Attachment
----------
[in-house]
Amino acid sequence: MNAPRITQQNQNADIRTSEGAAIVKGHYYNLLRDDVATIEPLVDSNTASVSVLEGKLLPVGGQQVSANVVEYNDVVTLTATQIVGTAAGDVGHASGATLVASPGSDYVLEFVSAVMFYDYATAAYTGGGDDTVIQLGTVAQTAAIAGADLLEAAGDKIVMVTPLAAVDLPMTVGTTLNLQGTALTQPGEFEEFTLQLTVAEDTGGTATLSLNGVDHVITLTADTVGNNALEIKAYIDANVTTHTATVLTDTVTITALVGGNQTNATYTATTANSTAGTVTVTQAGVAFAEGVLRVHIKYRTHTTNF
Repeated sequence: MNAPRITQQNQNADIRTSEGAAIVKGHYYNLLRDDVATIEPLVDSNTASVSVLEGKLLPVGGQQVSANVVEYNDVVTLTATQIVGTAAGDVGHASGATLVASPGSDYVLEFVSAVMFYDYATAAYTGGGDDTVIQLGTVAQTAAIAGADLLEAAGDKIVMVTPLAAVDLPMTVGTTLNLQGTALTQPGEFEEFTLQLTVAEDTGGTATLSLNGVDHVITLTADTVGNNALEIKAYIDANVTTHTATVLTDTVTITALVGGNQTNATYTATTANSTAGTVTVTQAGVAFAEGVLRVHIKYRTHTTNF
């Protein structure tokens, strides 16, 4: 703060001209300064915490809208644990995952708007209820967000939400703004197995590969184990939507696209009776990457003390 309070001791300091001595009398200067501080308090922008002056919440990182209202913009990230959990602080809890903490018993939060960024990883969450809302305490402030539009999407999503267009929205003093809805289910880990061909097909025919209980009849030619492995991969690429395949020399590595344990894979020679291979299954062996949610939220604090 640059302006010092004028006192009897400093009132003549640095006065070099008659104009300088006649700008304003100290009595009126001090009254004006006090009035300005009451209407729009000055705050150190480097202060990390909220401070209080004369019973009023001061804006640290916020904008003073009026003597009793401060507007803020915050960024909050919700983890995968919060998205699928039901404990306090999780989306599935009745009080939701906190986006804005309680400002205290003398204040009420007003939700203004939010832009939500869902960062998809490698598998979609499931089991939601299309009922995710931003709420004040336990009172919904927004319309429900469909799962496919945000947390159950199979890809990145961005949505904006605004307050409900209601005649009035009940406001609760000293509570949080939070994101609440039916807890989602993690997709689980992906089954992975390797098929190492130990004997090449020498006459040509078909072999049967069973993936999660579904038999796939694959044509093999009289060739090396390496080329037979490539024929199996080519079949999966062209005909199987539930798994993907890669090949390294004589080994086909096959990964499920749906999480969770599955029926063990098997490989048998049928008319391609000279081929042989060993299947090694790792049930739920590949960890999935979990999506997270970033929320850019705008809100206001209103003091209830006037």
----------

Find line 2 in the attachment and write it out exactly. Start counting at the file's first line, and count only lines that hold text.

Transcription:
Amino acid sequence: MNAPRITQQNQNADIRTSEGAAIVKGHYYNLLRDDVATIEPLVDSNTASVSVLEGKLLPVGGQQVSANVVEYNDVVTLTATQIVGTAAGDVGHASGATLVASPGSDYVLEFVSAVMFYDYATAAYTGGGDDTVIQLGTVAQTAAIAGADLLEAAGDKIVMVTPLAAVDLPMTVGTTLNLQGTALTQPGEFEEFTLQLTVAEDTGGTATLSLNGVDHVITLTADTVGNNALEIKAYIDANVTTHTATVLTDTVTITALVGGNQTNATYTATTANSTAGTVTVTQAGVAFAEGVLRVHIKYRTHTTNF